Three spammers were indicted in Phoenix last week for sending obscene spam in violation of US anti-spam regulations. The three were also charged with breaches of federal obscenity, money laundering and conspiracy laws.
According to the US Justice Department, Jennifer Clason, 32, Jeffrey Kilbride, 39 and James Schaffer, 39, have each been charged with one count of criminal conspiracy and two counts of fraud and related activity in connection with the sending of unsolicited email under the CAN-SPAM Act.
The CAN-SPAM Act, which came into force on 1st January 2004, established a framework of administrative, civil, and criminal tools to tackle unsolicited commercial email.
It provides for a national Do-Not-Spam list; requires that spam sent to consumers includes a means of opting-out of the mailing list used by the sender; bans the sending of fraudulent emails or unmarked sexually oriented emails, and provides for civil and criminal sanctions for those spammers who breach the rules.
The penalties may amount to fines of $6m and five years in prison in the most severe cases.
In this case, the Justice Department alleges that the spam was sent in ways that made it difficult for ISPs and recipients to identify or respond to the senders – either by sending the spam from Internet Protocol addresses registered in the Netherlands and domain names registered in Mauritius, falsifying the “From:” line in the emails, or installing the computers and equipment used in sending the emails in the Netherlands and remotely controlling them from the US.
In addition, according to the indictment, the spam sent by the defendants contained graphic pornographic images embedded in the emails, while some emails advertised porn sites to earn the defendants’ commission for directing internet traffic there.
The indictment therefore charges Kilbride and Schaffer with two counts of interstate transportation of obscene material using an interactive computer service and two counts of interstate transportation of obscene material for the purpose of sale or distribution.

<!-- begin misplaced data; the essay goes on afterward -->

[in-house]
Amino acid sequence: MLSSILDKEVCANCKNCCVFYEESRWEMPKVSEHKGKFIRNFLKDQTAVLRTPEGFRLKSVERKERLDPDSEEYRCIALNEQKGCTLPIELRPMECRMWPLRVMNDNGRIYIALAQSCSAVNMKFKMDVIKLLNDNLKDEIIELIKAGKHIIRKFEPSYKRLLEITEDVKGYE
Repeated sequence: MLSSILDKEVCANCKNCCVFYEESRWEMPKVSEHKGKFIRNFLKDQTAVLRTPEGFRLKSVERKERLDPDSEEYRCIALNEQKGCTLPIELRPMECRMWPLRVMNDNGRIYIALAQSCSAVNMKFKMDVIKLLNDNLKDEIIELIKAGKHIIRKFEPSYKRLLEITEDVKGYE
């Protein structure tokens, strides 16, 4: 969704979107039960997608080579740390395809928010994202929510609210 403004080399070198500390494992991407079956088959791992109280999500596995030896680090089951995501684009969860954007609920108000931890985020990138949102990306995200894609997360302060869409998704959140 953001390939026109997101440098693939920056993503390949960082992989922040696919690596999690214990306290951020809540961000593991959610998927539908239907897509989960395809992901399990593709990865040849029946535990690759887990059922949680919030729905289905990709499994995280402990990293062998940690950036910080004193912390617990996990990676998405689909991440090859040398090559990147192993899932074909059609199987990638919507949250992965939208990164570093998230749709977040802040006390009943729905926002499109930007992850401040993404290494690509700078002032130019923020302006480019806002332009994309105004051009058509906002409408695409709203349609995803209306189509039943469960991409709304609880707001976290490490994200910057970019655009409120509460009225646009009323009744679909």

The indictment also alleges that Kilbride and Schaffer created two overseas companies to hide their activities and used overseas bank accounts in Mauritius and the Isle of Man for the purpose of laundering and distributing the proceeds of the spamming operation.
Finally, Schaffer has been charged with one count of operating three pornographic internet websites without including statements describing the location of identification and other records for the performers portrayed in the websites, as is required by federal law.
According to the Justice Department, the defendants’ spamming operation resulted in more than 600,000 user complaints to America Online between 30th January and 9th June 2004. Estimates as to the actual number of users who received the unsolicited emails run in the tens of millions, it says.
The Department also reveals that the operation was listed as one of the 200 largest spaming operations in the world by Spamhaus, an international non-profit organisation which collects information and evidence on the worst spammers worldwide.
If convicted, Kilbride and Schaffer each face a maximum sentence of 20 years in prison on the money laundering charge, and five years in prison on the obscenity charges. All three defendants face a maximum sentence of five years in prison on each of the spamming and criminal conspiracy charges, while Schaffer also faces a maximum sentence of two years in prison on the improper pornographic record keeping charge.
A fourth defendant, Andrew Ellifson, 31, pleaded guilty in February to one count of spamming under the CAN-SPAM Act and one count of criminal conspiracy, marking the first federal conviction related to the transmission of obscene spam e-mails.
According to the indictment, Ellifson assisted in the creation, operation, and management of the computer network used to transmit the spam sent by the operation. He faces a maximum penalty of five years in prison for each of the spamming and criminal conspiracy offences.
“The internet is both a blessing and a curse,” said US Attorney Paul Charlton of the District of Arizona. “Unwanted email and pornography in our houses represents a kind of home invasion. Children are especially vulnerable to this kind of act and we will vigorously pursue those who put children at risk in this way.”